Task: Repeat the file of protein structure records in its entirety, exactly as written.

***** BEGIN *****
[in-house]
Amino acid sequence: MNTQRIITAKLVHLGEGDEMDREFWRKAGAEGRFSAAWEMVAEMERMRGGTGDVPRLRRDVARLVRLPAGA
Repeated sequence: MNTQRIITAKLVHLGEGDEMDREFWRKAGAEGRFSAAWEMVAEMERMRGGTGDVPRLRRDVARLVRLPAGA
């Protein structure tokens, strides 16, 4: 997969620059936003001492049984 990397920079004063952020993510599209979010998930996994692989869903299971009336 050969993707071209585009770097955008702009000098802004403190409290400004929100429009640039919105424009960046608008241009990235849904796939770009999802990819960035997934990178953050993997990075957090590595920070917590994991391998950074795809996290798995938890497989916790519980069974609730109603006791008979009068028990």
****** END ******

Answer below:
[in-house]
Amino acid sequence: MNTQRIITAKLVHLGEGDEMDREFWRKAGAEGRFSAAWEMVAEMERMRGGTGDVPRLRRDVARLVRLPAGA
Repeated sequence: MNTQRIITAKLVHLGEGDEMDREFWRKAGAEGRFSAAWEMVAEMERMRGGTGDVPRLRRDVARLVRLPAGA
């Protein structure tokens, strides 16, 4: 997969620059936003001492049984 990397920079004063952020993510599209979010998930996994692989869903299971009336 050969993707071209585009770097955008702009000098802004403190409290400004929100429009640039919105424009960046608008241009990235849904796939770009999802990819960035997934990178953050993997990075957090590595920070917590994991391998950074795809996290798995938890497989916790519980069974609730109603006791008979009068028990």